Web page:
It's time for students to examine who is writing the articles, short stories, novels, blogs and whatever else we are reading.  I knew this at some level when I was a younger student, but I continued to cite the sources that said what I wanted them to say.  It did not matter to me who said it.  But it does matter.  The director of the Holocaust Museum will have something very different to say than a one-time visitor or perhaps even a person who denies the Holocaust.  To do this we have to select complex but reasonably accessible texts and devote the necessary time to analyze them.  With the Common Core's increased attention on argument, both analyzing and writing, students should be given the time to dig deeper into what they are reading, why it was written, and, yes, who wrote it and the investment that person has in the topic.  So slow down.  Keep the educational vision by looking at the big picture--more rigorous does not mean just more of everything (remember quality versus quantity).  This 2 1/2 minute video by America Achieves says it well.  Take the time to find out who is speaking and maybe our students will find their lost voices in the process.  Let's give it a try...for our students' sake and for ours.

Sunday, December 2, 2012

Classroom and Content Management Learned at a Conference

I recently returned from the National Writing Project annual meeting, Literacy in the Common Core working meeting, and a day of sessions at the National Council of Teachers of English annual convention--all in one weekend in the desert town of Las Vegas.  It will take some time to process all the information that was generated or gathered at those three events, but I did make a few observations about content delivery that I can apply to my classroom immediately.

First and most pleasantly, the best presenters used humor.  With a witty comment or a comical picture, we could laugh in spite of the talk that centered around assessment and standards implementation.  Sometimes the presenter used himself or herself as the target of the joke.  Perhaps we should be able to laugh at ourselves and help students see events from a different, lighter perspective.

These presenters also acknowledged that the space and environment was not conducive to working in groups but that we were going to do it anyway.  Fortunately, my desks are easier to move than the convention center seats.  I currently have six rows of four desks in my classroom.  Two rows face one direction and the other four are perpendicular to those two.  There are also two tables.  The desks are large and difficult to arrange in very many configurations.  As much as it may surprise my coworkers, I prefer these row arrangements simply because it is easy to arrange into different group variations.  We can quickly do an elbow partner share or turn four desks together for a small group discussion.  It is also nice to begin the class with independent work, notes, or writing, which seems to work best in rows (in my classroom, anyway).

Most helpful was the fact that before each think-pair-share or small group activity, presenters gave clear directions and time limits for the tasks at hand.  Each task was small and manageable in a short time frame.  There is a fine art to giving directions for small group work.  Does the teacher provide instructions, then groups convene, then repeat instructions? Remarkably, there is little need for repetition if the directions are short and simple.  And when the group is finished with the task, it is actually possible to pinpoint the transition moment by the short lull that occurs in the conversation.  If the teacher can bring the class together at that precise moment, there may not be the need for raising voices or clapping.  But sometimes signals are still necessary (clapping worked nicely for one presenter).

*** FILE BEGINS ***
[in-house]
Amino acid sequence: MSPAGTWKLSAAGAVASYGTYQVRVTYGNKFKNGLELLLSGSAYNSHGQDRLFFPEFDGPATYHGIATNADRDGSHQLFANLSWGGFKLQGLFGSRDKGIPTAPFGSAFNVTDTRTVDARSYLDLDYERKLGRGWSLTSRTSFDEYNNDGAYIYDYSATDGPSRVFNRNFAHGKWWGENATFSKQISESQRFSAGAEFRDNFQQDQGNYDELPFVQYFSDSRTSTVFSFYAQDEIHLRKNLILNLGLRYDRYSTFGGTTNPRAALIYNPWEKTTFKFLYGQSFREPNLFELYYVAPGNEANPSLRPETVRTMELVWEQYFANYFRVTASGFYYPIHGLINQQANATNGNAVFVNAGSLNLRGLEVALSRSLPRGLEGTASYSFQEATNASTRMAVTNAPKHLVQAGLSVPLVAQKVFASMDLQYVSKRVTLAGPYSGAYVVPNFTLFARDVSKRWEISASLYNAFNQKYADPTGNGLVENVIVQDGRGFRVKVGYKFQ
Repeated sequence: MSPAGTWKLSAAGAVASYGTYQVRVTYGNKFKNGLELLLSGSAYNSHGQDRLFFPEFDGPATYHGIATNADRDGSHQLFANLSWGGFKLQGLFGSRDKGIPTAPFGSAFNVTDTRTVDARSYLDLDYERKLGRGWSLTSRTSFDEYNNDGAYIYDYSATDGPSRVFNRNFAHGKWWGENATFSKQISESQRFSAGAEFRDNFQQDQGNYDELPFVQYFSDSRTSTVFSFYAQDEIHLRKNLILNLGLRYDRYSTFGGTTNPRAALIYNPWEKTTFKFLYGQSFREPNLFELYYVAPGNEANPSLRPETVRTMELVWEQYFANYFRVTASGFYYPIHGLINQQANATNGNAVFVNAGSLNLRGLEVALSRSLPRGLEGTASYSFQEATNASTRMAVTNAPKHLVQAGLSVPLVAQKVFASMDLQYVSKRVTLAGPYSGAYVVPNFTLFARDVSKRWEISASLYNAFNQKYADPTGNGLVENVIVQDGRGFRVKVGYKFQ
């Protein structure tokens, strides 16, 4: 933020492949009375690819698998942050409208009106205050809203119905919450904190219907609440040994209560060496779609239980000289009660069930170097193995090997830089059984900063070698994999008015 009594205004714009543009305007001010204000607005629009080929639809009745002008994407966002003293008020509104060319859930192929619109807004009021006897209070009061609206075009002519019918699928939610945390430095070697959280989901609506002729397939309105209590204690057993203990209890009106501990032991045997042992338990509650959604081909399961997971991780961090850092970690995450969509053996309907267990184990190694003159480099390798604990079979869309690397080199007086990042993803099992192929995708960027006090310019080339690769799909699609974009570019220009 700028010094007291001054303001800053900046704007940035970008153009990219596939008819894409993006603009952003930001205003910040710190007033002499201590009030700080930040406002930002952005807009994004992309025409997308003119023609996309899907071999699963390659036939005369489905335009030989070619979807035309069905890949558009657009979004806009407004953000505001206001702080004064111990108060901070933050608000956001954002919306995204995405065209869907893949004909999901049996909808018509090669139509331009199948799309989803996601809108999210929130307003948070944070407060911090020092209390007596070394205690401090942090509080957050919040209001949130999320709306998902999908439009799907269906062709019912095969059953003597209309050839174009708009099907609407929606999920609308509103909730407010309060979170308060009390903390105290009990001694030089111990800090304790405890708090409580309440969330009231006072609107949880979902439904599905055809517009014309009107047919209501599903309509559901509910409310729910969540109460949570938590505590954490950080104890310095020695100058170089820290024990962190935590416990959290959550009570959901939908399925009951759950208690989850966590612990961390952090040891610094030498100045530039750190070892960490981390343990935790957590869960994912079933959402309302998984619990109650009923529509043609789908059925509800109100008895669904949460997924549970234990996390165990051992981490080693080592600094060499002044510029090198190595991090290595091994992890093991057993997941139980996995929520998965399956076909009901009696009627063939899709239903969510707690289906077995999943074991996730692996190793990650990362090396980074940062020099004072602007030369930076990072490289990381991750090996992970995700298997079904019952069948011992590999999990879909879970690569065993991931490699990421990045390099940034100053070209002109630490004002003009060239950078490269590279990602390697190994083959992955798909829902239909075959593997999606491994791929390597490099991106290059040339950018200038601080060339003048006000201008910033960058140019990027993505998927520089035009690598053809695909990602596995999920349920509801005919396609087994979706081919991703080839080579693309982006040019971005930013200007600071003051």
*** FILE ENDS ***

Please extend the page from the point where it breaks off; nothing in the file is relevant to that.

Finally, I learned that it is sometimes okay to stand and deliver.  If the content is narrative in style with accompanying pictures that enhance the story, then don't be afraid to be that sage on a stage if it is appropriate for the situation.  I listened to a teacher of the year tell her story and inspire me with her message.  She made us laugh with the pictures she chose for her visual accompaniments.  I had no desire to think-pair-share or work in small groups to discuss anything.  I listened; I smiled; I enjoyed.  It was also possible to listen, smile, and enjoy because she spoke for only twenty minutes.  So I am writing a note to myself:  Don't be a sage for too long or the audience will stop smiling.

As I begin to process the information I was purposely seeking at these big events--research on teacher efficacy, the benefits and disadvantages of teacher autonomy, effective professional development, student achievement in writing--I will begin applying this knowledge to my research and to my classroom.  What I have learned in observing presenters at this and other conferences, though, is more classroom management and content delivery than I had to go on the first few years or so of my teaching career.  So here is another piece of advice:  Find opportunities to attend professional conferences--local, state, or even national conventions.  Sites affiliated with the National Writing Project provide several of these opportunities every year at mini-conferences with additional institutes offered during the summer.  At the very least you will see other teachers in action.  Bonus if you learn new content!  You will be glad you did.